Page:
Arts & Leisure

Blue Nile Café offers a taste of culture

A sign hanging on the sunshine-colored walls of the Blue Nile Cafe says, “A nation’s culture resides in the hearts and minds of its people.” I’d argue that culture can be found in a nation’s food, as well.

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Owned by a Somali family that moved to the U.S. eight years ago, this charming restaurant offers a delicious and flavorful alternative to Commons fare. I was unsurprised to learn that the Matan family had previously run a restaurant while living in Kenya. After just a bite of the food, I recognized that I was eating the product of an experienced chef.

Whether you order roasted goat meat (as I did) or something less adventurous (pasta sans meat for my vegetarian friend), Blue Nile’s richly flavored cuisine is the antithesis of bland. “Expect a taste that isn’t watered down,” explains first-year Will Bryer. We were given grapes and bananas once we finished eating, which served as a perfect palate cleanser after such a lively meal.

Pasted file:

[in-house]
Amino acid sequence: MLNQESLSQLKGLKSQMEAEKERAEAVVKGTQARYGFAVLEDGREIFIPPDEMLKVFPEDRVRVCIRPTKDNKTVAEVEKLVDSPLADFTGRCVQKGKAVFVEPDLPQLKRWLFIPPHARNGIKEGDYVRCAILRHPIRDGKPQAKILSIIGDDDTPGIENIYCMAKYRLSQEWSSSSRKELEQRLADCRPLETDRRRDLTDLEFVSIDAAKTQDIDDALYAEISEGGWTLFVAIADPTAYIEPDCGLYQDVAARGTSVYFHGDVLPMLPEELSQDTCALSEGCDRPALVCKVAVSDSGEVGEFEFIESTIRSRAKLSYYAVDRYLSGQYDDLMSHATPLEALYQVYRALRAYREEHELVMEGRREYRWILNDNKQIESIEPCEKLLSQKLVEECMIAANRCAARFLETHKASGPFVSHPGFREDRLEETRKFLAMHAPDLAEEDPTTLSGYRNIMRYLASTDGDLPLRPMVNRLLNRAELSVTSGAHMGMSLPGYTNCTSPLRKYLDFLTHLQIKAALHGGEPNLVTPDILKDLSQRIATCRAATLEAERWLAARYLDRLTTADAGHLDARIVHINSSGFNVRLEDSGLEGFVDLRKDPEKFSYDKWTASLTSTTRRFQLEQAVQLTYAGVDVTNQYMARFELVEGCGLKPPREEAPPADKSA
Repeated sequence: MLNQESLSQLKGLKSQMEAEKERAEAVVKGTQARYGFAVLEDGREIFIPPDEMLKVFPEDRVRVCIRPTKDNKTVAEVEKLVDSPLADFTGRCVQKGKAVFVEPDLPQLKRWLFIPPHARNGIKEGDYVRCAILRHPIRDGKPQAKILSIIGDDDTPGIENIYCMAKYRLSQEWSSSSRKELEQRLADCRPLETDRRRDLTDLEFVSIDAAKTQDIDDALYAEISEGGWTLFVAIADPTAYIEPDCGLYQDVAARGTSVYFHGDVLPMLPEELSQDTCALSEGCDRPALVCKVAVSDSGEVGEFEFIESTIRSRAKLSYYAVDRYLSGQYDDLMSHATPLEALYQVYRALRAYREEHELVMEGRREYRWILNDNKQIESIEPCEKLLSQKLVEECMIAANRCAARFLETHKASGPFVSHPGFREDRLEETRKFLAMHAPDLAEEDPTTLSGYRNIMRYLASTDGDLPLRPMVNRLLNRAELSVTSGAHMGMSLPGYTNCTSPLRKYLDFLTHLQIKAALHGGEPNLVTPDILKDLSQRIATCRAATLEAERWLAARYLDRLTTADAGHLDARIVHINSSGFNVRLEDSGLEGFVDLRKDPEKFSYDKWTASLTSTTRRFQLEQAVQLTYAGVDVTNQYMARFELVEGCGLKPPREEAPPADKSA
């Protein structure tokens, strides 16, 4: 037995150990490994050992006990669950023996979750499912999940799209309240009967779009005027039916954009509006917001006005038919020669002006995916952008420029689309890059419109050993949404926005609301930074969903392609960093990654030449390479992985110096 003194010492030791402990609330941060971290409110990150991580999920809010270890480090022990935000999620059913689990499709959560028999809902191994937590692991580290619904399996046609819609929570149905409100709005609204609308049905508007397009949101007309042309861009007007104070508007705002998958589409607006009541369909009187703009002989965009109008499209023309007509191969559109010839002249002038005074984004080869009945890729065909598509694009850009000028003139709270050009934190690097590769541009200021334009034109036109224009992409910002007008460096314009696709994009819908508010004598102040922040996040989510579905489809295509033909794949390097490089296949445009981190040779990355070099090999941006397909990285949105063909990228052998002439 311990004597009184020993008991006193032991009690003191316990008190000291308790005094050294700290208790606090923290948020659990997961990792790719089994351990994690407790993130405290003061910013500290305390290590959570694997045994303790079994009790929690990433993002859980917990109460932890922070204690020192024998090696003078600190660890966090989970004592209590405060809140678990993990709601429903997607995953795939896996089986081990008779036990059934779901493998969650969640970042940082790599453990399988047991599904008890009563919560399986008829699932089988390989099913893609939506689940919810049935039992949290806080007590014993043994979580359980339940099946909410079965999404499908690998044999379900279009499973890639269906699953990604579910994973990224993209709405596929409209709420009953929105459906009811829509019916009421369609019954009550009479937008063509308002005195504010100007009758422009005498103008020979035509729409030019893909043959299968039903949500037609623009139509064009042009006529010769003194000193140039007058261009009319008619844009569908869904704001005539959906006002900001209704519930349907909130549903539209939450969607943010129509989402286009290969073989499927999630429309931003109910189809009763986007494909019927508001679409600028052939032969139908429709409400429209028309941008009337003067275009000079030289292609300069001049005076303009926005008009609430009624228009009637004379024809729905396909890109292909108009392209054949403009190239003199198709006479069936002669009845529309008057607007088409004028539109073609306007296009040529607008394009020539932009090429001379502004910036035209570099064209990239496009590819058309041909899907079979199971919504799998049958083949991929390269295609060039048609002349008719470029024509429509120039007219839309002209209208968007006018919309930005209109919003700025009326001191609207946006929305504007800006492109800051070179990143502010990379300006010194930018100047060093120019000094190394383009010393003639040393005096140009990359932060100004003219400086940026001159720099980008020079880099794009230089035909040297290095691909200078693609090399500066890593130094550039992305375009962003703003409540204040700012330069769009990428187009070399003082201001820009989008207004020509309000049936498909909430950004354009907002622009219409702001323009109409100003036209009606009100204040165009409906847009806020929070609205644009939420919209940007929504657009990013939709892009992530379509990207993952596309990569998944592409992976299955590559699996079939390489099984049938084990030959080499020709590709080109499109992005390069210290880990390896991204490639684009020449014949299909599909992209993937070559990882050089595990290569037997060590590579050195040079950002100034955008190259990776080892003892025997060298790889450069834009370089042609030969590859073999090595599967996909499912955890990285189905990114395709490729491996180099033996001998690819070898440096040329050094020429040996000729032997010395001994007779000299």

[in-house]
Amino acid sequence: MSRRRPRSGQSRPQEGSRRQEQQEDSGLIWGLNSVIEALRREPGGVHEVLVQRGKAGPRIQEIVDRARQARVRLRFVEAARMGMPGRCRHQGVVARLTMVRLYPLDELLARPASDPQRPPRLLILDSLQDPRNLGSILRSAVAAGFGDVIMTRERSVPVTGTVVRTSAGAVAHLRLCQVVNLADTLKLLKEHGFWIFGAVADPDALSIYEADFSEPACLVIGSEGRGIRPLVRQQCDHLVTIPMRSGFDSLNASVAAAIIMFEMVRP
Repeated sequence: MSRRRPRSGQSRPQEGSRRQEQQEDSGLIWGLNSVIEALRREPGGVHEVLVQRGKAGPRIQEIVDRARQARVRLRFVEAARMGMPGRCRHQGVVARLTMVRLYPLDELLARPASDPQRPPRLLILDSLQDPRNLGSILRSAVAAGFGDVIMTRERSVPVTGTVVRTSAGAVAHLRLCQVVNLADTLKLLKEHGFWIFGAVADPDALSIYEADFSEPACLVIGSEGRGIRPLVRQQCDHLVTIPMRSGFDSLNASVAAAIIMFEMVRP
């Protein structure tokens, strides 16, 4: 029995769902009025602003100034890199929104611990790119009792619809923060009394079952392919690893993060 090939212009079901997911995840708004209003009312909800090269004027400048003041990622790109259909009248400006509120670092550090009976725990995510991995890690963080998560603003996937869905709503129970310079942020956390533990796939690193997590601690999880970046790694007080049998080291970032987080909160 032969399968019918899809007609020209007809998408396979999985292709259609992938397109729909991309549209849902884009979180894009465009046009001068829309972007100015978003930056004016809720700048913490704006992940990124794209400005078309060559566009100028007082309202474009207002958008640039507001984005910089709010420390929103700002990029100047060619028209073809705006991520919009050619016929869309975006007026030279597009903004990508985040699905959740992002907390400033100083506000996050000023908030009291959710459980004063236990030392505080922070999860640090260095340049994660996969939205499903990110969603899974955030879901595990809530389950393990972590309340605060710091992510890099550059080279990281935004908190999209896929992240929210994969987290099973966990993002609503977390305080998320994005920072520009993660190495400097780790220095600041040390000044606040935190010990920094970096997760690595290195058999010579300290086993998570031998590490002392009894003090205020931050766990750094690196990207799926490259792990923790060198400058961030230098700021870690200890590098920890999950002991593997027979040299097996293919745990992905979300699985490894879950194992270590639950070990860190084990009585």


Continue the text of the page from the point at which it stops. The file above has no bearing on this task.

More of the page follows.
But excellent food isn’t the only reason to visit Blue Nile Cafe. Eating at this restaurant allowed me to better appreciate the diversity that Lewiston is so lucky to have. It was only less than a year ago, after all, that Lewiston’s current mayor, Bob McDonald, told the Somali immigrant community to “leave your culture at the door.”

If this were to happen, it would certainly be Lewiston’s loss. We, as Bates students, wouldn’t have the opportunity to eat authentic East African cuisine over seven thousand miles away from its original source.

More significantly, we wouldn’t have the opportunity to appreciate and learn from our Somali immigrant neighbors. First-year Mary Anne Bodnar recognizes this. “I don’t think anyone will establish a stronger sense of place than when coming to this restaurant,” she said.

While at the establishment, I had an excellent discussion with Ibrahim, a member of the Matan family who is a Blue Nile host and a local high school sophomore. We also made sure to personally thank Halima, who cooked our delicious meal. Our conversations were just as rich and meaningful as our food.
It’s very easy to get to the Blue Nile Cafe—simply take the Bates shuttle to the intersection of Lisbon Street with Chestnut Street. The cafe is open daily from 8 a.m. to 7 p.m., and Bates students can receive 20 percent off their order by presenting a valid student I.D.

I strongly recommend every Bates student to gain a better appreciation for Lewiston’s unique diversity by supporting Somali or Somali-Bantu-owned enterprises, such as Blue Nile Cafe. You may find, as I did, that eating there gives you as much of a distinct Bates identity as doing Puddle Jump.

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